Compare these two men
“Now there was a young man of Bethlehem in Judah, of the family of Judah, who was a Levite, and he sojourned there. And the man departed from the town of Bethlehem in Judah to sojourn where he could find a place. And as he journeyed, he came to the hill country of Ephraim to the house of Micah.” Judges 17:7-8
It would help to see the geography of the tribes
Now let’s compare the man in chapter 20
“In those days, when there was no king in Israel, a certain Levite was sojourning in the remote parts of the hill country of Ephraim, who took to himself a concubine from Bethlehem in Judah.” Judges 19:1
I’m not saying it’s the same Levite, I’ll point out these two Levites committed or perpetuated as leaders in Israel two sins against the Lord.
The two sins
In the first instance the first Levite caused a whole tribe to live in idolatry and by endorsing it, he was essentially giving a mark of approval from God because the Levites bore the name of God, they represented the Law to the rest of the nation.
“And the people of Dan set up the carved image for themselves, and Jonathan the son of Gershom, son of Moses, and his sons were priests to the tribe of the Danites until the day of the captivity of the land. So they set up Micah's carved image that he made, as long as the house of God was at Shiloh.” Judges 18:30-31
The second instance the Levite has a concubine who apparently was actually a prostitute and instead of dealing righteously and purging the land the Levite attempted to lure her back under his roof
“And his concubine was unfaithful (ותזנה or she fornicated) to him, and she went away from him to her father's house at Bethlehem in Judah, and was there some four months.” Judges 19:2
Why did God send Judah first, alone and allow their defeat?
This concubine was back in her father’s house in Judah for four months fornicating or prostituting herself. Judah’s men one or more were complicit in this fornication. And yet they did not observe the law that says
“"Do not profane your daughter by making her a prostitute, lest the land fall into prostitution and the land become full of depravity.” Leviticus 19:29
On the one hand all those gathered understood that evil had to be purged out of Israel for what the Benjamites has done, but they were with their own guilt, judging the straw when they had a log in their own eye. They had a whole tribe worshiping an idol and Judah was perpetuating prostitution.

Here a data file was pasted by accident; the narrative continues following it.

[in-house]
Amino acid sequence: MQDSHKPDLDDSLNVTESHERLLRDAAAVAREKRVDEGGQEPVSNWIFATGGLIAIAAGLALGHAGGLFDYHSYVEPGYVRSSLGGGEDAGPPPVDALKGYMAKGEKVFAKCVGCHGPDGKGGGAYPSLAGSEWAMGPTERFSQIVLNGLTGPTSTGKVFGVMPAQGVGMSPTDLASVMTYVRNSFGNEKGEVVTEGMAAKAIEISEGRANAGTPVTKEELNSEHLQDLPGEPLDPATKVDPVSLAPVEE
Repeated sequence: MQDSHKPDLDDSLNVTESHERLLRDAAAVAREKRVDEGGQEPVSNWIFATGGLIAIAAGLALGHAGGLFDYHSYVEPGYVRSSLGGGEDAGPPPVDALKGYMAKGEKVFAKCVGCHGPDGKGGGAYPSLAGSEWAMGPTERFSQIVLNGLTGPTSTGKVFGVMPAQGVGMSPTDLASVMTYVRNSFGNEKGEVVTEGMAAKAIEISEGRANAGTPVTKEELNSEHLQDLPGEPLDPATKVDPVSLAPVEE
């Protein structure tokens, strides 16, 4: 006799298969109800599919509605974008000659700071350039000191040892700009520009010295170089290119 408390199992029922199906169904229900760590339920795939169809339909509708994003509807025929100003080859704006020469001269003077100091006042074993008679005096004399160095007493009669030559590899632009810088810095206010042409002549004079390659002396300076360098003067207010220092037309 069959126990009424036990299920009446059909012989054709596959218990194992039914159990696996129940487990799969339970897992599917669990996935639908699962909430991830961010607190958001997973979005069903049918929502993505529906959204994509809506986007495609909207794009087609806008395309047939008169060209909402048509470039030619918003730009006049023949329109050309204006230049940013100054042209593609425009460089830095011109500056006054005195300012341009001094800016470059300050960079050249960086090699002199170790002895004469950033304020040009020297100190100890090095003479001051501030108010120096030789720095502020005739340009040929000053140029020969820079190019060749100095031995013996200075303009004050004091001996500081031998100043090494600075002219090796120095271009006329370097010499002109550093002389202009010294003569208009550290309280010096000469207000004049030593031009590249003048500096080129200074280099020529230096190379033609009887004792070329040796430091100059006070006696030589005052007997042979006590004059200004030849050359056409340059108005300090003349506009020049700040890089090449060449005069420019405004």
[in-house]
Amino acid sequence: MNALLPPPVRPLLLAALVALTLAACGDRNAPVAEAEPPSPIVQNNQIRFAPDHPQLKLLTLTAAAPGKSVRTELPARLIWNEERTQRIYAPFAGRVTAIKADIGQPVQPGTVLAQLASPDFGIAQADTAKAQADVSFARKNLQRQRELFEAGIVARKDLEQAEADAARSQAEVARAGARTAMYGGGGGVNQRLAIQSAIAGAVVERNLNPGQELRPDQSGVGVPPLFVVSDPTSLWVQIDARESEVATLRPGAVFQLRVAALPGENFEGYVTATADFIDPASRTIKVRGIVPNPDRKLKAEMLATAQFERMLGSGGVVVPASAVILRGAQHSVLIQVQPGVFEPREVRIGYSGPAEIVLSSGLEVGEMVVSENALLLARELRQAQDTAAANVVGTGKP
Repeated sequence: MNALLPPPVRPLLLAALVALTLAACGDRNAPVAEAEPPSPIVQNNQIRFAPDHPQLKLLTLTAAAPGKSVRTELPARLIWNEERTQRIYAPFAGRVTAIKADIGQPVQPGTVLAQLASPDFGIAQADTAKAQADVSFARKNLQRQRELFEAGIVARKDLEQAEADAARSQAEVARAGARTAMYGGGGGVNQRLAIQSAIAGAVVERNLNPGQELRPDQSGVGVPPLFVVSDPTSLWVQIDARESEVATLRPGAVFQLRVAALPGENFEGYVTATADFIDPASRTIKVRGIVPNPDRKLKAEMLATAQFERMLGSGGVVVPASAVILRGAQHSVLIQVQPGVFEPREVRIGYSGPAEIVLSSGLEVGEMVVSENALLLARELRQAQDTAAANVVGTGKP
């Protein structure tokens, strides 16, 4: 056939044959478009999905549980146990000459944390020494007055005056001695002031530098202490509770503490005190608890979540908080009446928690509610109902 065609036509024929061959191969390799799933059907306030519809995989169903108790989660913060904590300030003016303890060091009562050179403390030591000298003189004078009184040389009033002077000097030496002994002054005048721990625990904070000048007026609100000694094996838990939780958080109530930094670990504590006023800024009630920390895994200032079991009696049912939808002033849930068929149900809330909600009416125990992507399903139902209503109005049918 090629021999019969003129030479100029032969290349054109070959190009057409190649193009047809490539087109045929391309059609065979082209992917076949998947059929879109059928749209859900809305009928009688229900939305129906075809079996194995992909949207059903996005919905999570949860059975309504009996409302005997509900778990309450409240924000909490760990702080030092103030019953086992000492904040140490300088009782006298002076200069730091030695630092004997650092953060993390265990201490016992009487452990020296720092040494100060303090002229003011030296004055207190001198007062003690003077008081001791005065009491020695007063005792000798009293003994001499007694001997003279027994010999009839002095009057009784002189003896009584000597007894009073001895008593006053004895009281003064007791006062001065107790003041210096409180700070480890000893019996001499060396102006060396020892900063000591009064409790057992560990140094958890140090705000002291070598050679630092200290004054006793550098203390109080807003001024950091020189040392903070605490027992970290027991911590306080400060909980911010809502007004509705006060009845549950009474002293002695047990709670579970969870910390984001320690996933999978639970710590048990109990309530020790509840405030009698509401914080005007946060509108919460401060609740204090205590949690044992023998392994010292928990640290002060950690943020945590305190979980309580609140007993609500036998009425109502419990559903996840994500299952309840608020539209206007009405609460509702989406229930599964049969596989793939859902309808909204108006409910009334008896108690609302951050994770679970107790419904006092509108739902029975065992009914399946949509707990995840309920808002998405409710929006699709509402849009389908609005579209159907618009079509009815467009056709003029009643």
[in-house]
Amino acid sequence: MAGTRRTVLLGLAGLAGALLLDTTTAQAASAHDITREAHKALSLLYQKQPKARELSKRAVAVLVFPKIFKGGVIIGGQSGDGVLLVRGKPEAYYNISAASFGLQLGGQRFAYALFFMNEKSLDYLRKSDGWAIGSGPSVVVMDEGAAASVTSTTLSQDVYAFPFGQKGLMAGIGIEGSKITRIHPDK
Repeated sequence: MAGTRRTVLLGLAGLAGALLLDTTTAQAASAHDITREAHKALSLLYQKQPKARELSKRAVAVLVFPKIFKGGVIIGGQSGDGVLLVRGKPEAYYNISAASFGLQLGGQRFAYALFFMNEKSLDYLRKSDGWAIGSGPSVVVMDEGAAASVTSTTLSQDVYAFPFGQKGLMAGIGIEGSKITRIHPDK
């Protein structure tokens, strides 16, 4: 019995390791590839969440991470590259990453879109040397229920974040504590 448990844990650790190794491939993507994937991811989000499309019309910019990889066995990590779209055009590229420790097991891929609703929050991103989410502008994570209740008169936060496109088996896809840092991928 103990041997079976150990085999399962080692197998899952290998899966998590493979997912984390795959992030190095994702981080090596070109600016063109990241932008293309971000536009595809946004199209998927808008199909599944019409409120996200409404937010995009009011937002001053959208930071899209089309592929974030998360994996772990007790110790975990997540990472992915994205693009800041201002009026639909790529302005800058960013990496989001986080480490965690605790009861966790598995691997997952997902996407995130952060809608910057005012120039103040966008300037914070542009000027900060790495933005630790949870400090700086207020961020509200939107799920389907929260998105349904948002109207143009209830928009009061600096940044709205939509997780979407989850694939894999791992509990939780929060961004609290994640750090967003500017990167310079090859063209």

“Now therefore give up the men, the worthless fellows in Gibeah, that we may put them to death and purge evil from Israel." But the Benjaminites would not listen to the voice of their brothers, the people of Israel.” Judges 20:13
And God says Judah should go first because they were complicit in the young concubine’s death. It was God who specifically instructs Judah to go alone but instead of checking themselves they fell under judgment. Either you judge yourself or you get judged.
“The people of Israel arose and went up to Bethel and inquired of God, "Who shall go up first for us to fight against the people of Benjamin?" And the Lord said, "Judah shall go up first."” Judges 20:18
And next all of Israel is instructed to battle but they too are guilty for allowing their brother Dan to practice idolatry
“"Whoever sacrifices to any god, other than the Lord alone, shall be devoted to destruction.” Exodus 22:20
The additional 30 men that died on the third day I’m not going to go into details about not about the Benjamites for their practice of sodomy that led to the death of the female prostitution.
I hope this answers some of your many question you had on this passage.
Essentially at the core of each our theories is that the children of Israel' hearts were not perfect with the Lord. Apr 9, 2019 at 18:30
“they still assumed they were to go up and did not get the full pledge from God that the Benjamites would be delivered into their hands” that was your statement. And I’m saying they didn’t exactly what they were told to do. So we don’t agree. It was God’s intention that they suffer defeat because they sinned against God and they didn’t repent but went to pursue justice while they carried unrepented sin. Apr 9, 2019 at 19:20
1I'm not saying our theories are the same just that the core reason for each is the same. Which is that they weren't right with God so God dealt justly with them. Apr 9, 2019 at 19:39
The account of Achan in Joshua chapter 7 is a good parallel account here. Verse 11 and 12 says
"Israel has sinned. They have violated my covenant that I commanded them to keep. They took some of what was devoted to destruction, stealing it and secretly putting it among their own possessions. 12 Therefore, the Israelites will not be able to stand against their enemies. They will turn their backs and flee from their enemies, because they have become something devoted to destruction. I will not be with you again unless you annihilate from your midst what was devoted to destruction."